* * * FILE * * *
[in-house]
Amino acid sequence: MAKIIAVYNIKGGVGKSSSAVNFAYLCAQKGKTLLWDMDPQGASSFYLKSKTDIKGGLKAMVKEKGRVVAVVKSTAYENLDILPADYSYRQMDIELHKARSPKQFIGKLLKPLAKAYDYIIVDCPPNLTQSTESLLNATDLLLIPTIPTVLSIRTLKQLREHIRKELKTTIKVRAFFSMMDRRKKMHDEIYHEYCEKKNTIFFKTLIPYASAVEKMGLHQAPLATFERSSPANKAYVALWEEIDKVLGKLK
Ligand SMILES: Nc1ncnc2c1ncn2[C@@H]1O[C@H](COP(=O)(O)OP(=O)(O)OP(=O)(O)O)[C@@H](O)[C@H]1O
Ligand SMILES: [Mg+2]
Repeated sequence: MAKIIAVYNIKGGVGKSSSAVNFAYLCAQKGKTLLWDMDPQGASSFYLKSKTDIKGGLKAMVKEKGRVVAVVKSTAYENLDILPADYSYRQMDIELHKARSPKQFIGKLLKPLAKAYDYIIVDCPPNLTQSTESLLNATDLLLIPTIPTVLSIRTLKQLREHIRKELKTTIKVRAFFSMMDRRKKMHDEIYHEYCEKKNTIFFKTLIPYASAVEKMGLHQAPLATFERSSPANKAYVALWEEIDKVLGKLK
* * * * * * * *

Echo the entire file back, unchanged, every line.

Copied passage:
[in-house]
Amino acid sequence: MAKIIAVYNIKGGVGKSSSAVNFAYLCAQKGKTLLWDMDPQGASSFYLKSKTDIKGGLKAMVKEKGRVVAVVKSTAYENLDILPADYSYRQMDIELHKARSPKQFIGKLLKPLAKAYDYIIVDCPPNLTQSTESLLNATDLLLIPTIPTVLSIRTLKQLREHIRKELKTTIKVRAFFSMMDRRKKMHDEIYHEYCEKKNTIFFKTLIPYASAVEKMGLHQAPLATFERSSPANKAYVALWEEIDKVLGKLK
Ligand SMILES: Nc1ncnc2c1ncn2[C@@H]1O[C@H](COP(=O)(O)OP(=O)(O)OP(=O)(O)O)[C@@H](O)[C@H]1O
Ligand SMILES: [Mg+2]
Repeated sequence: MAKIIAVYNIKGGVGKSSSAVNFAYLCAQKGKTLLWDMDPQGASSFYLKSKTDIKGGLKAMVKEKGRVVAVVKSTAYENLDILPADYSYRQMDIELHKARSPKQFIGKLLKPLAKAYDYIIVDCPPNLTQSTESLLNATDLLLIPTIPTVLSIRTLKQLREHIRKELKTTIKVRAFFSMMDRRKKMHDEIYHEYCEKKNTIFFKTLIPYASAVEKMGLHQAPLATFERSSPANKAYVALWEEIDKVLGKLK